The Joker begins his third stage of evolution in the comic “The Joker’s Five Way Revenge,” where he kills four of his goons that betrayed him, and almost feeds Batman to a shark. The Joker commits some of his most evil acts in The Killing Joke. In this comic, the Joker cripples Commissioner Gordon’s daughter and rapes her in an attempt to drive the Commissioner insane. This also demonstrates the Joker’s third stage of evolution.
There is another stage of the Joker’s career that has just begun. In a recent comic book, Joker, we see the Joker as Heath Ledger portrayed him: a twisted terrorist. The story is set after the events of The Dark Knight. The Joker has been released from the asylum and wants revenge on those who betrayed him. He gets in a gang war with Two-Face, blackmails the Penguin into working for him, and unleashes a cannibal Killer Croc on the city of Gotham. He skins a man who stole from him. Joker breaks into an old couple’s room. When one of his goons asks him who they are, his response is “who cares” (Joker).
Joker’s Film career was started by Caesar Romero. Romero portrayed a Joker who was a crook and would only kill Batman and Robin. In “Batman sets the Pace,” The Joker traps Batman and Robin in a chimney and offers to let them out if they can stay afloat for one hour. He then fills the chamber with deadly gas, not water. This fits with the Joker as a twisted villain. He says to his henchmen, "turn the gas of, some passerby could get killed" once he thinks Batman and Robin are dead. The Joker is actually concerned with the lives of citizens. He is not a killer, he is an entertainer. In the beginning of this clip, he shoots his victims with some sticky silly string and says, "this is a stick up!" This is amusing, but not the antics of a killer. This attitude of the Joker fits with his first stage of his film career. He is not a murdering psychopath, he is an entertainer.
In the 1980s, Jack Nicholson plays a Joker that is a killer but is still amusing. In the film, the Joker meets Vicky Vale at a museum of art for dinner. Vicky does not know this at first, thinking she is meeting with her boyfriend, Bruce Wayne. Joker sends her a gas mask and then gases the whole building with his smylex gas, killing everyone in the museum. Joker then parades into the museum and ruins every painting in it. He does all this to get a date with Vicky. Joker killed a dozen people, but then makes us laugh by writing, “Joker was here,” on a painting of a house.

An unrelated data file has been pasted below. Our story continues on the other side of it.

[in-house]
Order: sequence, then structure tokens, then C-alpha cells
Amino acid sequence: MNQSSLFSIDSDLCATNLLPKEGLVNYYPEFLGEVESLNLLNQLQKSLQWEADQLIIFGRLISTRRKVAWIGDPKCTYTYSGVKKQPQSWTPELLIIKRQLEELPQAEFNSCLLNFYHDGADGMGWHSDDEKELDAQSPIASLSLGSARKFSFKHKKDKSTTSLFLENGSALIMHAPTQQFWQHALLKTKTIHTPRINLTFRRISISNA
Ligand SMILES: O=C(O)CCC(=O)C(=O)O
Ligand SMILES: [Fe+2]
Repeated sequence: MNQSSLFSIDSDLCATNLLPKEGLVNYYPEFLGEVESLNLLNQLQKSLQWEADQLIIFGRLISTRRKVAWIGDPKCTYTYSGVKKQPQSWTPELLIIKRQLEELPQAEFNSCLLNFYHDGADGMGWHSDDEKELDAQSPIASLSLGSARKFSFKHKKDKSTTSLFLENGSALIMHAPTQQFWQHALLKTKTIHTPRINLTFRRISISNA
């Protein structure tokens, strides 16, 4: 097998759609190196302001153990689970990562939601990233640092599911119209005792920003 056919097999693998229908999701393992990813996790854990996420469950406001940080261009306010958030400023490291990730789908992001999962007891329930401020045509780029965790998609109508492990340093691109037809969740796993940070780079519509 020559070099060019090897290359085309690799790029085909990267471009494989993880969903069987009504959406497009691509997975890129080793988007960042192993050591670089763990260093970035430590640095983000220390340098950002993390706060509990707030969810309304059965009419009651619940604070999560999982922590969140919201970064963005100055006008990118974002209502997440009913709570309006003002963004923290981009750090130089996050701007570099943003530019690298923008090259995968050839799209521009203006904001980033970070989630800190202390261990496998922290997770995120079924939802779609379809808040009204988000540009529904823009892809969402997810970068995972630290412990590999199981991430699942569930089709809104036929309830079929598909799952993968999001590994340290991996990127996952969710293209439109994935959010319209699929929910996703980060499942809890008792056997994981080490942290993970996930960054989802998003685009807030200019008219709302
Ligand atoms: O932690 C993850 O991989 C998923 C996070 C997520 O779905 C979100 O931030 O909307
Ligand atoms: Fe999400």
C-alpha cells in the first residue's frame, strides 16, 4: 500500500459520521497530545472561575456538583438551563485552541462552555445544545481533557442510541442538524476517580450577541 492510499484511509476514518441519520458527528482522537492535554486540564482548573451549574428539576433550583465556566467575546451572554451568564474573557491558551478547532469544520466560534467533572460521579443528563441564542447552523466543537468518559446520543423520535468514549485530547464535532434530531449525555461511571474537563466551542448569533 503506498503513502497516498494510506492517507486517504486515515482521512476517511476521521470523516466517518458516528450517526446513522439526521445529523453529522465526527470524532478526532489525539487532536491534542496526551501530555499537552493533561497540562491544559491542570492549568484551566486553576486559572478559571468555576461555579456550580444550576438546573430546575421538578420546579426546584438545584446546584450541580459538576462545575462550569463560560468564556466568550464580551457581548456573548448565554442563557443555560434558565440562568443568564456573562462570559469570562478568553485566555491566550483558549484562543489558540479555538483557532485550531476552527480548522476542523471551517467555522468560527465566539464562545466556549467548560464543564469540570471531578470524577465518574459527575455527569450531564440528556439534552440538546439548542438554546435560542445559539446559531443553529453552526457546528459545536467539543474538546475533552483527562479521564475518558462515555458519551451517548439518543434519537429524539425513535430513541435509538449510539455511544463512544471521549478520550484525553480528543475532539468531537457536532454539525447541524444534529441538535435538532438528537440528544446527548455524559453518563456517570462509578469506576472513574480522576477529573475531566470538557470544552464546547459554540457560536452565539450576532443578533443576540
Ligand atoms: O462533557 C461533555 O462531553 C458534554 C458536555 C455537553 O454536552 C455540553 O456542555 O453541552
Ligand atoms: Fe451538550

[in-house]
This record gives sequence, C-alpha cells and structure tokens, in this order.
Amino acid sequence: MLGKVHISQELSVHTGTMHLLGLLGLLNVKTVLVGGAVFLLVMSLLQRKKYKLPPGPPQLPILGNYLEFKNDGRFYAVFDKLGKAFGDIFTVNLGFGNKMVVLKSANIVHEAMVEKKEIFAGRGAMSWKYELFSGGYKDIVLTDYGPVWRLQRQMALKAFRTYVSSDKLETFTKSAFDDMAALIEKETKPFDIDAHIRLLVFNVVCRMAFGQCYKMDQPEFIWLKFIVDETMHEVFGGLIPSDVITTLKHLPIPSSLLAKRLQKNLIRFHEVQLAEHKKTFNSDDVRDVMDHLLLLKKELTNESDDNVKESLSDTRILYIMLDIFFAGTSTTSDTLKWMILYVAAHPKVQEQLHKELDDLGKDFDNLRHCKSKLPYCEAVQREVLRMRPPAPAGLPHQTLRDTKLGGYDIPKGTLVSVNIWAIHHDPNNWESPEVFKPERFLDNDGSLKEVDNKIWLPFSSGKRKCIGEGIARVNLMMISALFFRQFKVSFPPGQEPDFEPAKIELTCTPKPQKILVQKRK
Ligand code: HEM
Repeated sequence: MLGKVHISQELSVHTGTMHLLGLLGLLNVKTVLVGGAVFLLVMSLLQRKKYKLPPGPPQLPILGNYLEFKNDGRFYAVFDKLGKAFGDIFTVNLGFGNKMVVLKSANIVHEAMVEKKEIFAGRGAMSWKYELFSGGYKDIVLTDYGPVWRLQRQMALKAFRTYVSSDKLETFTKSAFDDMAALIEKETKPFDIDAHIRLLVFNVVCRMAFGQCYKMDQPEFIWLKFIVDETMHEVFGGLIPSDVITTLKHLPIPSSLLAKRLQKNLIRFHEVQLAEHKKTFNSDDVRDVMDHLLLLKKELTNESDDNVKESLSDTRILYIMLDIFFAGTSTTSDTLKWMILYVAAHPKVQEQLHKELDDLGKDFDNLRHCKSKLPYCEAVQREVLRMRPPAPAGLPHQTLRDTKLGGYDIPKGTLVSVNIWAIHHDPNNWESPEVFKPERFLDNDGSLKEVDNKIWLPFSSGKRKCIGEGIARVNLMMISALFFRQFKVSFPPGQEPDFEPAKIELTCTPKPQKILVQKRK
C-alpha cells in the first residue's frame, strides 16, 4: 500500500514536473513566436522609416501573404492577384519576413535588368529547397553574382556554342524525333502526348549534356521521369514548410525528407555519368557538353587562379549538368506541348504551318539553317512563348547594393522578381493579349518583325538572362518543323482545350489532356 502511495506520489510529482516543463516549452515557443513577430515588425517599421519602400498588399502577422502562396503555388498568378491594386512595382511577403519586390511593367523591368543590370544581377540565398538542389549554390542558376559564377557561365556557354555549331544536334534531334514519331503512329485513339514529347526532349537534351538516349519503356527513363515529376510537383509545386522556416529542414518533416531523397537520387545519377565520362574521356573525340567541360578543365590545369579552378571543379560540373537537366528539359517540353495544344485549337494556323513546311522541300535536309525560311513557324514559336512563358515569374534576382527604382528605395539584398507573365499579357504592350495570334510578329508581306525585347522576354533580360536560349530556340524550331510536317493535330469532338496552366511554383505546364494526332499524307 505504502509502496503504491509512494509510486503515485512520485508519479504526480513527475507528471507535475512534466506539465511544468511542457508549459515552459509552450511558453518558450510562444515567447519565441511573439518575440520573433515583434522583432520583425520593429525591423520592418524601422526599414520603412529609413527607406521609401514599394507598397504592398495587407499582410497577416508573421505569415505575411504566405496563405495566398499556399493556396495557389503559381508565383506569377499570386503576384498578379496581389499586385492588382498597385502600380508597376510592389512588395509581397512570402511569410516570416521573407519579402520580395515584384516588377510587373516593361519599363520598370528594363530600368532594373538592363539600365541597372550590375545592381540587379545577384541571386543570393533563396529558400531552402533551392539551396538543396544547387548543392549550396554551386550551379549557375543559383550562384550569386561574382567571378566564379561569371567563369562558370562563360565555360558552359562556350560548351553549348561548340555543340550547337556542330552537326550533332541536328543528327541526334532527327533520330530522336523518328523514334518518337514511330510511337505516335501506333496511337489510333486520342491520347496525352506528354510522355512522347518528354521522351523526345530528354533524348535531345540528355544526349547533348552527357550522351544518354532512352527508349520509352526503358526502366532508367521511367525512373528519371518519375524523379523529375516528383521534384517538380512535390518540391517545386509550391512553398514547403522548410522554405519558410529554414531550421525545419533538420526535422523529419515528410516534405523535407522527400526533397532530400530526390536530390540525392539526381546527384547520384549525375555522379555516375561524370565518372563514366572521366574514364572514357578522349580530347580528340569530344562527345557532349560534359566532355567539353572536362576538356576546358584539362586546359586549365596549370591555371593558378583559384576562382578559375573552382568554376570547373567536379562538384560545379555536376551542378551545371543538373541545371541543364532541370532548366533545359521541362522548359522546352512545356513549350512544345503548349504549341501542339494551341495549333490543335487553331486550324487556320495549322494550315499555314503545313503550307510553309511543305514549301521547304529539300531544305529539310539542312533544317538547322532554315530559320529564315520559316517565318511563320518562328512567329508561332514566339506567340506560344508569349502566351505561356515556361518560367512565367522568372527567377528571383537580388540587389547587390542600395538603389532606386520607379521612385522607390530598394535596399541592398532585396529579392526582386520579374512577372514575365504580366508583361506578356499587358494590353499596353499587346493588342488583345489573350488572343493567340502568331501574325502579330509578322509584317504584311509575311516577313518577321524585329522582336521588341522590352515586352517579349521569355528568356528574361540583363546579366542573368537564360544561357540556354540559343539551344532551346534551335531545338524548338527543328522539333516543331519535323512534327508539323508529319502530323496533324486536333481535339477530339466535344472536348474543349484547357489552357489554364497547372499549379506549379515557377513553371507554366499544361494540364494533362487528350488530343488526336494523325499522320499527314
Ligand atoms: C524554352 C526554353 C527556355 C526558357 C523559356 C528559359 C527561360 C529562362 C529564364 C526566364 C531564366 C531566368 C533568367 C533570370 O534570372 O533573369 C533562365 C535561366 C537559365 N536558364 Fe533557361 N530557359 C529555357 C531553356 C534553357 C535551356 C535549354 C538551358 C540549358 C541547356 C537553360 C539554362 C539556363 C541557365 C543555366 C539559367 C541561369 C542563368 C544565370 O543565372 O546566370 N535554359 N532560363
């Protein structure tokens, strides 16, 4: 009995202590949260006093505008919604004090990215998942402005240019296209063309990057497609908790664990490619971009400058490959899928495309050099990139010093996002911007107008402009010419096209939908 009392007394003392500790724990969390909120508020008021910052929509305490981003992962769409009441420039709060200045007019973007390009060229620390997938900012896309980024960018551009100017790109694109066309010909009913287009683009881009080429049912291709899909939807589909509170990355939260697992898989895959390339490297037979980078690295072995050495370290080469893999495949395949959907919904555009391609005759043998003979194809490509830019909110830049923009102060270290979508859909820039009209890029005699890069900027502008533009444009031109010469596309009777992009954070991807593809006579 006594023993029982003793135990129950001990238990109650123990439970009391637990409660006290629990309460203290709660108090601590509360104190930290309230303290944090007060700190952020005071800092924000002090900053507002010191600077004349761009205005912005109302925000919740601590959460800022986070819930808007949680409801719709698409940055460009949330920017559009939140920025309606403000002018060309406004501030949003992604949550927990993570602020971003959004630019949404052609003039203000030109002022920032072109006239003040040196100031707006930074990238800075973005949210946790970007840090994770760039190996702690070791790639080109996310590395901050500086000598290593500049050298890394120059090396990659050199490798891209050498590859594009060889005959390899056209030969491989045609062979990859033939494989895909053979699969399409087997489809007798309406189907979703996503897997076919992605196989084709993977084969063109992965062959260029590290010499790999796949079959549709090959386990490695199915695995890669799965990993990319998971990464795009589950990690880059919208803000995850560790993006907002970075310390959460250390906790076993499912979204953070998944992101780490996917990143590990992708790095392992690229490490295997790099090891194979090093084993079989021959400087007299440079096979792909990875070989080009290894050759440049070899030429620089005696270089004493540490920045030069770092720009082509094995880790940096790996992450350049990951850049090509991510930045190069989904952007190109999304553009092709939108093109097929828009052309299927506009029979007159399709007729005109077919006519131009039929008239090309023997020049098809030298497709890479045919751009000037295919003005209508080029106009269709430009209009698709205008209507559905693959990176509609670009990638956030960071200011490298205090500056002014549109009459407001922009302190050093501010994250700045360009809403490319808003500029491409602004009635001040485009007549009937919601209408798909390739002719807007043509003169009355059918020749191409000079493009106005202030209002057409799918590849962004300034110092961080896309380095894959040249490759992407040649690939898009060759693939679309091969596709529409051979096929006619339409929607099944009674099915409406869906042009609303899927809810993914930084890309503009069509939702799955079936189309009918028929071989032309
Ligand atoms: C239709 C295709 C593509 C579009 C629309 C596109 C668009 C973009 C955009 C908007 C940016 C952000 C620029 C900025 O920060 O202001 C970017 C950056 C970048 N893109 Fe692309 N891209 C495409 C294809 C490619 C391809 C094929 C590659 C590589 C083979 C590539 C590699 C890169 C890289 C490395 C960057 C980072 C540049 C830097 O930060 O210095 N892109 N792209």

I need to do more research on the drug scare, which I plan to use to prove the Joker represents the current fear of the public during the 1980s. I may look into some psychology research studies on fear.
Heath Ledger’s Joker is another adaptation to the modern fears of Americans. His Joker is a terrorist. Joker is best explained when he is talking to Two-Face. Two-Face accuses him of killing his fiance and ruining his face, and Joker says that he did not do it because he was in jail. Two-Face points out that it was the Joker’s men who carried it out, so it must have been his plan. Joker then points out “Do I really look like a guy with a plan? You know what I am? I’m a dog chasing cars. I wouldn’t know what to do with one if I caught it. You know, I just do things” ( The Dark Knight, 1:48:10-21). This perfectly describes the Joker. He is just a unpridictable force that does something, has no reason for it, and does not care what happens to others because of his actions.
I also want to do some research here on the psychology of a terrorist and fear studies in the modern day.
The Joker is one of the most successful villains because he has no motive. He “isn’t looking for anything logical. [He] can’t be reasoned with, bullied or intimidated. [The Joker] just wants to watch the world burn”(Dark Knight). The Joker has no logical reason, no vendetta to be carried out. He just is evil for evil’s sake. That is what makes him so interesting.